·        Currently reported on the Bethesda system which divides dysplasia into LGSIL, HGSIL and ASCUS (Atypical squamous cells of unknown significance – not sure whether they‟re dysplastic or reactive. Some will be CIN3 so still need follow-up)


·        Procedure: 

o   Best done mid-cycle (¯blood and ¯bacteria which are a causes of cytolysis) 

o   Explain first. Ask about LMP, abnormal bleeding, post-coital bleeding, abnormal discharge, if pregnant, and previous smear history and experiences 

o   Patient Education: discuss feelings about having a smear, emphasise preventative nature, explain what cervix is, show equipment

o   Ensure screen/curtain for patient and sheet

o   Label slides first

o   Either:


§  Spatula first, one full turn, and if poor endocervical sample follow with brush (only turn one turn otherwise bleeding ® obscures sample) and use a second slide for the brush.


§  Broom does both well (sample of choice for all age groups) turn 5 times and wipe both sides once down slide. Thin prep: cells mixed up and rubbish removed ® better reading. Can‟t use wooden spatula.

·        Putting on slide: wipe spatula once, roll brush (scrubbing it around lyses cells). Fix quickly – within one second – as drying causes distortion of cells. Fix either in 95% ethyl alcohol for 20 - 30 minutes or cytofix sprayed from 20 – 30 cms.


·        Data on lab form includes LMP and clinical details.


·        Biggest cause of ¯ sensitivity is poor sampling. Smears can be unsatisfactory if blood, inflammatory cells or lubricant present. Smears taken 4 – 5 days prior to the next period may show cytolysis (cellular degeneration due to ­ bacilli)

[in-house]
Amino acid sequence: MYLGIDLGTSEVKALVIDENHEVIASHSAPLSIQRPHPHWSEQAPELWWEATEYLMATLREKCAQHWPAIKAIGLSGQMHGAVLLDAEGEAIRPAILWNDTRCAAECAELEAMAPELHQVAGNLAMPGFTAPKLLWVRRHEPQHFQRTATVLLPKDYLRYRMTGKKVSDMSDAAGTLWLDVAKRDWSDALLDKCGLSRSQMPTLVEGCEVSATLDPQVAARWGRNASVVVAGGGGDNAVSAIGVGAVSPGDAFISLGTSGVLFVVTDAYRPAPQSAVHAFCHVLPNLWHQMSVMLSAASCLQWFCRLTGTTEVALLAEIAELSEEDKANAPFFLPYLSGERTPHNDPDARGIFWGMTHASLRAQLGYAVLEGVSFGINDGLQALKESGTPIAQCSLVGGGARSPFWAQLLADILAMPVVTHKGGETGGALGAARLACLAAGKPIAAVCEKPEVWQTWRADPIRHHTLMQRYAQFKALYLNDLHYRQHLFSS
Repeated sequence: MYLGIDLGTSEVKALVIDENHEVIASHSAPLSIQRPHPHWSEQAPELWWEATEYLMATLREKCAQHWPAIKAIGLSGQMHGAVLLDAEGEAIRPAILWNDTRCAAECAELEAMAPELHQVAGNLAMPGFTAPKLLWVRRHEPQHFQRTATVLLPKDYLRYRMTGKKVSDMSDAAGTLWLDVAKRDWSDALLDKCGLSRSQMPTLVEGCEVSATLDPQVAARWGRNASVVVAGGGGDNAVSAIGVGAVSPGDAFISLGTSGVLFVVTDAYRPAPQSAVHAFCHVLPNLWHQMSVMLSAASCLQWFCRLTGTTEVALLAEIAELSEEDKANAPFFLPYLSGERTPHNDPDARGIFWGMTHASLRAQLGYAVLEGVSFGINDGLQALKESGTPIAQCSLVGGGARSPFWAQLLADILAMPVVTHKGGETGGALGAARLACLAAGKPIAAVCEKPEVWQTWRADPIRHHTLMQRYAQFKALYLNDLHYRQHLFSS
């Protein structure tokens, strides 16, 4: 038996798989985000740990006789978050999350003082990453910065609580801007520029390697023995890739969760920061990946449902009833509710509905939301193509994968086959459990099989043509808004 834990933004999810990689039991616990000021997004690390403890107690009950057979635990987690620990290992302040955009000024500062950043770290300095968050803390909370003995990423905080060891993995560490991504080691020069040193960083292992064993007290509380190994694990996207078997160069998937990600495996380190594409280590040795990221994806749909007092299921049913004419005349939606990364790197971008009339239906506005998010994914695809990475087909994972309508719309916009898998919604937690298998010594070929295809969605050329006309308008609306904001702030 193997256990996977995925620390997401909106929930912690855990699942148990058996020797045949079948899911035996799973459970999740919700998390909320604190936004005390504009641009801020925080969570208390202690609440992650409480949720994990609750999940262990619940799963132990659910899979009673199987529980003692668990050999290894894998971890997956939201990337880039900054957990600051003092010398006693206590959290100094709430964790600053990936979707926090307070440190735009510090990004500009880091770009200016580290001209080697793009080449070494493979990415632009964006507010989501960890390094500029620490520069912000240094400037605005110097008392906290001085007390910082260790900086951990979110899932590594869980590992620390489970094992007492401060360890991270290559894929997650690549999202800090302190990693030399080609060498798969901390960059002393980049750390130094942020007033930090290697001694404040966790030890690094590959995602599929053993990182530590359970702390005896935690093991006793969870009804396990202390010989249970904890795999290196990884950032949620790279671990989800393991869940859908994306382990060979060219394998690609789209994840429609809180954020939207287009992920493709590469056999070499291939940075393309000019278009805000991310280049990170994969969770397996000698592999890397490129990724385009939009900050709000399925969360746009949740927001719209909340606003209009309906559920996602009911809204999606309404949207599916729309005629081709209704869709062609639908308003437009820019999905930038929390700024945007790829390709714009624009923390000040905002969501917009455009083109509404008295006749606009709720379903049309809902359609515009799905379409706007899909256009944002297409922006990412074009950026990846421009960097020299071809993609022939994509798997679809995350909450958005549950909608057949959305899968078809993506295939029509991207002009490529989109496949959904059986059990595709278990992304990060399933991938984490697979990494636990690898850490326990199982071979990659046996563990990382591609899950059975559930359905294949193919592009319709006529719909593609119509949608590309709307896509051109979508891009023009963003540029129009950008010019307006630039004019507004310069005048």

Relationship between screening results and lesions


·        From OHCS, p 34:


  Papanicolaou class       Histology

§  1    Normal          0.1% CIN II – III

§  2    Inflammatory          6% CIN II – III

·        Mild Atypia        20 – 37% CIN II – III

§  3    Mild/Moderate dyskaryosis        50 – 75% CIN II – III

§  4    Severe dyskaryosis            80 – 90% CIN II – III

·        Malignant cells  5% invasion

§  5    Invasion suspected            50% invasion

·        Abnormal glandular cells       ?Adenocarcinoma


·        NZ Protocol:


o  3 yearly screening should be offered to all women aged 20 – 69 years who have been sexually active. Can stop if > 5 years with no sex (this bit not in the guideline)


o  Screening should be yearly for 2 years from 20 (some advocate starting earlier if > 2 years since commencing regular sex – but as cancer in this age group is very uncommon, it‟s not good screening practice. If you think cancer is a possibility, you shouldn‟t use a screening test to diagnose it)

·        Sensitivity of a single smear is 80% for low and high grade lesions (ie not sufficient for diagnosis, only for screening)


Effectiveness of Screening

·        PPV of HGSIL cytology report: 30 – 40%


·        NPV of a normal smear is 80% Þ if abnormal appearing cervix (lesion with raised edge, nodular feel, hard, bleeds when touched) or persistent abnormal bleeding they need a colposcopy not a smear:




·        Maximum prevention: 91-92 % of squamous cancers with 3 yearly screening. ­ to 92 – 93% with annual screening. ¯ to 87% with 5 yearly screening

·        Less than 100% because of:

o   Less than 100% enrolment

o   False negatives in sampling (eg a lesion is more likely to bleed and compromise the sample)

o   False negatives in laboratory diagnosis 

o   Interval cancers: minimum time from infection to invasive is ~ 18 months. Normal is ~ 10 to 15 years 

·        Success rate for adequate treatment of pre-cancers is 98 – 100%

·        Women most likely to get cervical cancer are those not regularly screened

·        Much less effective at glandular lesions: clinical suspicion should overrule a „normal‟ smear